The Lesson: One, when it seems like it’s so good for you but so not good for others, it may not be that good. Two, beware of things that seem too good to be true, they probably are just that…too good to be true.

Sound like something familiar?

This is such a confusing time. This election, this financial crisis, this war, all of this…is not good for my health.

I’m thinking of the dawning of a new day. Aren’t you?

My Health:

I had an appointment with my Head and Neck surgeon (Dr. ENT); he was part of the surgical team that operated on me last October. It’s been almost a year since I had surgery and I’m still having a lot of…lets just call them issues with my sinuses. My sinuses were the road, on which my surgeons traveled to get to my brain…a road is not traveled without leaving any sign of passage. In my mind I thought the conversation would be something of a casual chat about all that I had been through since we had last seen each other, he would look into my nose and ears…notice that I had a raging sinus infection, prescribe me an antibiotic. I’d be off on my way, and in a week or so, all my sinus “issues” would be gone…forever.

It went more like this…he asked me how I was doing. He didn’t seem to know that I had had radiation. I’ve been keeping in touch with my neurosurgeon (Dr. IAmKing), but I would have thought that they somewhere along the line in this past year had discussed my case. I let Dr. ENT know I had radiation…he said “oh yes, I do think I remember hearing that”. Hmmmm…he seems to remember. What playing field did I just step on to? What game are we playing? He said that he was glad to hear that I was doing well. He looked into, or should I say up my nose and said that I didn’t have an infection. That the symptoms I was suffering, were probably due to the radiation. I said that these were problems I had before radiation. He seemed to ignore that, and went on to elaborate that radiation near where I needed to have it changes the function of the sinuses…forever. “FOREVER?” I say. “Yes, forever”. “What about antibiotics?” I continue to ask. “No, you don’t want to start taking antibiotics, it won’t help, you will gain a tolerance to the antibiotics, and if taken too regularly, could change an infection into a fungal infection…which you could die from. But you should keep on using the saline stray, and use it about 15 times a day”. I asked half joking “is there enough time in the day for that? You mean to tell me in 2008, the best there is to offer is salt water?” He chuckles “yep, best thing”.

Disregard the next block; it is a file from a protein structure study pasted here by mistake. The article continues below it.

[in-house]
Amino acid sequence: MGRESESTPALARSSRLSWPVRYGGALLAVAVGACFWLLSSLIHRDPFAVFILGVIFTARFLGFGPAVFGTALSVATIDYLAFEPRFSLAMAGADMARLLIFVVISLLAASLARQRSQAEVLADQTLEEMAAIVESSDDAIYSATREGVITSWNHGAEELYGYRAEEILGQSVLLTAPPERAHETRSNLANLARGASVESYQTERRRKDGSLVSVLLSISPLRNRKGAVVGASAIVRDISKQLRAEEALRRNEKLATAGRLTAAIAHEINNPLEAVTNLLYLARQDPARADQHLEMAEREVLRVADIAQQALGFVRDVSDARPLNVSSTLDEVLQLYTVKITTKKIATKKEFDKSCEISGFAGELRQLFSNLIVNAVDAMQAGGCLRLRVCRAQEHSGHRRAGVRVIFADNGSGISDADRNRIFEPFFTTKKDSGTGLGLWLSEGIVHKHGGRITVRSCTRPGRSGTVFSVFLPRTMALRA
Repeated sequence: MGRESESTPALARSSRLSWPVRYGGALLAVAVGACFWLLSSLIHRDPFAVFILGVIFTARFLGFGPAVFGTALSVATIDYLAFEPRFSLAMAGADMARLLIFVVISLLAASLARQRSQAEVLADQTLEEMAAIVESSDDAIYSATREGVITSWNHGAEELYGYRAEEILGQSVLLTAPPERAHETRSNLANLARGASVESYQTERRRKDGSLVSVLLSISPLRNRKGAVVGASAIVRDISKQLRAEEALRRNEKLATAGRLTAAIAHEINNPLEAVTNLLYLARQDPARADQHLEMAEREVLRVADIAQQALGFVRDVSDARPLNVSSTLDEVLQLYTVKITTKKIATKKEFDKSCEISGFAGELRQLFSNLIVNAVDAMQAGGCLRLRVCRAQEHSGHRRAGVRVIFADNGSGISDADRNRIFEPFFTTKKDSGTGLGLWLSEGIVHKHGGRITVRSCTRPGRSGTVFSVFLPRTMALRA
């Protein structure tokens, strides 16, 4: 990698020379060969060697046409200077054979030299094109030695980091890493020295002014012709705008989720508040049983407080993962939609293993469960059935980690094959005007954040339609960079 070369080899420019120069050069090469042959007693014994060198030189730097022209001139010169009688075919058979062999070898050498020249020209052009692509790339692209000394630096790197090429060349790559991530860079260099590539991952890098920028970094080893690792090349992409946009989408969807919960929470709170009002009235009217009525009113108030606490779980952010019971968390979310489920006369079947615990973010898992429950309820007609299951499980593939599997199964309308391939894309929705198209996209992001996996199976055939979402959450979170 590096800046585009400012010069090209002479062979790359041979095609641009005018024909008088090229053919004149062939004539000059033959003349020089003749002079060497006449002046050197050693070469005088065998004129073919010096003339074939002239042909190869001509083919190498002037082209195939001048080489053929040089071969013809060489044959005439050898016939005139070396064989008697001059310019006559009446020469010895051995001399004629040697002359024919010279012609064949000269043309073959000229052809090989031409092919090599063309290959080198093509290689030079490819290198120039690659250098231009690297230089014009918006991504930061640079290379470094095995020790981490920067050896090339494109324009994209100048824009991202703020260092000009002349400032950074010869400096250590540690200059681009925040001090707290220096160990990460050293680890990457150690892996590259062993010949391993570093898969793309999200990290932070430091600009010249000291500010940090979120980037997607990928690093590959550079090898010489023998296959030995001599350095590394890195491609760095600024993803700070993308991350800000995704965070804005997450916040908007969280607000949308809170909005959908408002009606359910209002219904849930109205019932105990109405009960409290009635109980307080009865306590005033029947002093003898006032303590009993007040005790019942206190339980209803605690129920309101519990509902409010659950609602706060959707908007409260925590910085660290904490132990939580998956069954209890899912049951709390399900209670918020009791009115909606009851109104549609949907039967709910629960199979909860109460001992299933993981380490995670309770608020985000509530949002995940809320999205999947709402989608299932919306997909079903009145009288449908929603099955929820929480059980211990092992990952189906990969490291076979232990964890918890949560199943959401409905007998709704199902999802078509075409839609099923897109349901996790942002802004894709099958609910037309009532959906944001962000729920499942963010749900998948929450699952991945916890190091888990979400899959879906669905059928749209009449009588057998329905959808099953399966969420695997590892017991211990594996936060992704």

He checks my ears, looks down my throat, tells me I look good, then tells me to stay in touch and keep him posted on my progress. He tells me that they (doctors I guess) hear about how wonderful Proton Therapy is…that it is being touted as good for everything from cancer to radiating your food. Is this a Proton joke or is it a Proton snub? He goes on to say, they hear about the success cases, but not about the failures. Oh, I get it now. This was the game of Radiation vs. Surgery, and he is routing for the home team…but of course he wishes me the best.

This was so not the way I hoped things would go, but I wasn’t all that surprised. If my surgeons had seen the value of Proton Therapy they would have suggested it. What about the patient’s role in this game? I felt a bit like the ball. Depressing.

Time to go to the drugstore for a year’s supply of Saline Spray.

On the brighter side: